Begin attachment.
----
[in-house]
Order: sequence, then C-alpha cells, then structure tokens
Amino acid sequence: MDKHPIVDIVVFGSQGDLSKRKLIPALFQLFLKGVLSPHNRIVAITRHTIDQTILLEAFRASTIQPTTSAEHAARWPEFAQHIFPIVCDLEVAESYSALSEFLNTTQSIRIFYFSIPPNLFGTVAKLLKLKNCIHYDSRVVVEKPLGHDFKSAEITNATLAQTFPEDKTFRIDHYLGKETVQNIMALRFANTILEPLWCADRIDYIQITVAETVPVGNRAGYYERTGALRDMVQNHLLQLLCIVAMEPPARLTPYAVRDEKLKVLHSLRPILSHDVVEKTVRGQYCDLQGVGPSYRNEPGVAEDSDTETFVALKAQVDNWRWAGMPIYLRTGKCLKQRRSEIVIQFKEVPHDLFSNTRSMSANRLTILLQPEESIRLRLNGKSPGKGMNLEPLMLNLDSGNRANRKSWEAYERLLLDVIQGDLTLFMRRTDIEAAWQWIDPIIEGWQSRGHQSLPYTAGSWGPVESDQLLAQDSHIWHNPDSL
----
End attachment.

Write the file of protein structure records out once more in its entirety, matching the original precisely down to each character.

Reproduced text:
[in-house]
Order: sequence, then C-alpha cells, then structure tokens
Amino acid sequence: MDKHPIVDIVVFGSQGDLSKRKLIPALFQLFLKGVLSPHNRIVAITRHTIDQTILLEAFRASTIQPTTSAEHAARWPEFAQHIFPIVCDLEVAESYSALSEFLNTTQSIRIFYFSIPPNLFGTVAKLLKLKNCIHYDSRVVVEKPLGHDFKSAEITNATLAQTFPEDKTFRIDHYLGKETVQNIMALRFANTILEPLWCADRIDYIQITVAETVPVGNRAGYYERTGALRDMVQNHLLQLLCIVAMEPPARLTPYAVRDEKLKVLHSLRPILSHDVVEKTVRGQYCDLQGVGPSYRNEPGVAEDSDTETFVALKAQVDNWRWAGMPIYLRTGKCLKQRRSEIVIQFKEVPHDLFSNTRSMSANRLTILLQPEESIRLRLNGKSPGKGMNLEPLMLNLDSGNRANRKSWEAYERLLLDVIQGDLTLFMRRTDIEAAWQWIDPIIEGWQSRGHQSLPYTAGSWGPVESDQLLAQDSHIWHNPDSL